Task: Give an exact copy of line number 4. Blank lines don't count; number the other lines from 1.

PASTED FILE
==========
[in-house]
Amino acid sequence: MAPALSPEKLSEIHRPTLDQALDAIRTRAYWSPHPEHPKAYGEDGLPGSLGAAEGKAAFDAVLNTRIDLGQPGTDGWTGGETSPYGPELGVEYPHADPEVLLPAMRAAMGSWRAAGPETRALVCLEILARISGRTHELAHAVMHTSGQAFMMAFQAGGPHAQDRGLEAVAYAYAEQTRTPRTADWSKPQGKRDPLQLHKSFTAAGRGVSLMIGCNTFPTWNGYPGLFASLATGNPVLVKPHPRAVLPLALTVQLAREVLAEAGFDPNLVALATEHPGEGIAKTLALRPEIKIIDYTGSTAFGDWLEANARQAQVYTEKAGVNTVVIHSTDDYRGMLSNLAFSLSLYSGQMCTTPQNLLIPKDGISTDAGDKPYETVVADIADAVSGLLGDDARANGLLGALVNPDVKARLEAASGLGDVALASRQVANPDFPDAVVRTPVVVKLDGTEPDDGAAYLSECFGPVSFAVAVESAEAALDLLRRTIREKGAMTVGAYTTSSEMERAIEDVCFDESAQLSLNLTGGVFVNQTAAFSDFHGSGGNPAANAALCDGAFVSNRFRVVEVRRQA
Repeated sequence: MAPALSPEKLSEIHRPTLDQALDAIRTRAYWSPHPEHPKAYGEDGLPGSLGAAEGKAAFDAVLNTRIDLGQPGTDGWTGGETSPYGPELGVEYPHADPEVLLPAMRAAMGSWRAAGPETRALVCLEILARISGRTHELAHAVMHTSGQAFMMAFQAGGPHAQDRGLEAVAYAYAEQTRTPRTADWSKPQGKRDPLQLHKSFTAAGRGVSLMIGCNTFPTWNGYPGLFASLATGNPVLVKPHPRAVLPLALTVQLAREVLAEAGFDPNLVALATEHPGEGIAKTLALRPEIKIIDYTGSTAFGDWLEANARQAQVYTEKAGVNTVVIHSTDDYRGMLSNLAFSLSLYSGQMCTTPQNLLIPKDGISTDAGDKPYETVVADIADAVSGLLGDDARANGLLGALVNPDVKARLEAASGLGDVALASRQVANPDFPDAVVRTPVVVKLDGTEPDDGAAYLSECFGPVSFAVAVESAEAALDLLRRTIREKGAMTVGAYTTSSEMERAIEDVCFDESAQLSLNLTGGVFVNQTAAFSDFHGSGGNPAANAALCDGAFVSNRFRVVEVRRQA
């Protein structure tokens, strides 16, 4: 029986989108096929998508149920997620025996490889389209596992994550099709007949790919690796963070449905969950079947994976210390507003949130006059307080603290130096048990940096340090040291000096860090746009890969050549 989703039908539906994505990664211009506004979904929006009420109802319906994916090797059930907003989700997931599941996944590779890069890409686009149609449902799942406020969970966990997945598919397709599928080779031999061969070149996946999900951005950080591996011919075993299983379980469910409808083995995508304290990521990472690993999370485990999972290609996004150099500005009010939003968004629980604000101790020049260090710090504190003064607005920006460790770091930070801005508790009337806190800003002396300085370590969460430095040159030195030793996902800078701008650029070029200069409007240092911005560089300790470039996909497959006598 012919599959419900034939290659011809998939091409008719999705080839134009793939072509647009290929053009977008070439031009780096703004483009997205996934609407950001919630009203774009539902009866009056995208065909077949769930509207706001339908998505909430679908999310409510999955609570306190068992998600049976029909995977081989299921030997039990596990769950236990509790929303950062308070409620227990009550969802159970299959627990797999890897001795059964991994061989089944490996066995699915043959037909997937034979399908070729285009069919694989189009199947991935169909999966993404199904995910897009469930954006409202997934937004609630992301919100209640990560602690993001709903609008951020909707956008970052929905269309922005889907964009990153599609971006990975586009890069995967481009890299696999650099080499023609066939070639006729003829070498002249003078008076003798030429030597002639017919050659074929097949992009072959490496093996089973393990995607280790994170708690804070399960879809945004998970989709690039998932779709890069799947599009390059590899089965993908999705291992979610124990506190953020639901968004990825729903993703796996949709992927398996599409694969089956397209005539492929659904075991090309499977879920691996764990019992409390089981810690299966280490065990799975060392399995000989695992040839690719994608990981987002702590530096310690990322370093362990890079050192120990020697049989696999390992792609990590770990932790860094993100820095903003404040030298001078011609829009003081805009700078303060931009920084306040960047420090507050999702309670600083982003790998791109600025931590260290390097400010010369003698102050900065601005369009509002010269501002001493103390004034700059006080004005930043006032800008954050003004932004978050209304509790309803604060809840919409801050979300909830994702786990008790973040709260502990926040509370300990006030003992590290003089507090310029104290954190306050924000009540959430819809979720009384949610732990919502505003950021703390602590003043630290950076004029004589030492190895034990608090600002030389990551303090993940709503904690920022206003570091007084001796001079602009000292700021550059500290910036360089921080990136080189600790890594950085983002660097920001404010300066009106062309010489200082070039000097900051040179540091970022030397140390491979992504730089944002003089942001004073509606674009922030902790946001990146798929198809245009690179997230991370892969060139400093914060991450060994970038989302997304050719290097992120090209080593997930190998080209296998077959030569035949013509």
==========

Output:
């Protein structure tokens, strides 16, 4: 029986989108096929998508149920997620025996490889389209596992994550099709007949790919690796963070449905969950079947994976210390507003949130006059307080603290130096048990940096340090040291000096860090746009890969050549 989703039908539906994505990664211009506004979904929006009420109802319906994916090797059930907003989700997931599941996944590779890069890409686009149609449902799942406020969970966990997945598919397709599928080779031999061969070149996946999900951005950080591996011919075993299983379980469910409808083995995508304290990521990472690993999370485990999972290609996004150099500005009010939003968004629980604000101790020049260090710090504190003064607005920006460790770091930070801005508790009337806190800003002396300085370590969460430095040159030195030793996902800078701008650029070029200069409007240092911005560089300790470039996909497959006598 012919599959419900034939290659011809998939091409008719999705080839134009793939072509647009290929053009977008070439031009780096703004483009997205996934609407950001919630009203774009539902009866009056995208065909077949769930509207706001339908998505909430679908999310409510999955609570306190068992998600049976029909995977081989299921030997039990596990769950236990509790929303950062308070409620227990009550969802159970299959627990797999890897001795059964991994061989089944490996066995699915043959037909997937034979399908070729285009069919694989189009199947991935169909999966993404199904995910897009469930954006409202997934937004609630992301919100209640990560602690993001709903609008951020909707956008970052929905269309922005889907964009990153599609971006990975586009890069995967481009890299696999650099080499023609066939070639006729003829070498002249003078008076003798030429030597002639017919050659074929097949992009072959490496093996089973393990995607280790994170708690804070399960879809945004998970989709690039998932779709890069799947599009390059590899089965993908999705291992979610124990506190953020639901968004990825729903993703796996949709992927398996599409694969089956397209005539492929659904075991090309499977879920691996764990019992409390089981810690299966280490065990799975060392399995000989695992040839690719994608990981987002702590530096310690990322370093362990890079050192120990020697049989696999390992792609990590770990932790860094993100820095903003404040030298001078011609829009003081805009700078303060931009920084306040960047420090507050999702309670600083982003790998791109600025931590260290390097400010010369003698102050900065601005369009509002010269501002001493103390004034700059006080004005930043006032800008954050003004932004978050209304509790309803604060809840919409801050979300909830994702786990008790973040709260502990926040509370300990006030003992590290003089507090310029104290954190306050924000009540959430819809979720009384949610732990919502505003950021703390602590003043630290950076004029004589030492190895034990608090600002030389990551303090993940709503904690920022206003570091007084001796001079602009000292700021550059500290910036360089921080990136080189600790890594950085983002660097920001404010300066009106062309010489200082070039000097900051040179540091970022030397140390491979992504730089944002003089942001004073509606674009922030902790946001990146798929198809245009690179997230991370892969060139400093914060991450060994970038989302997304050719290097992120090209080593997930190998080209296998077959030569035949013509």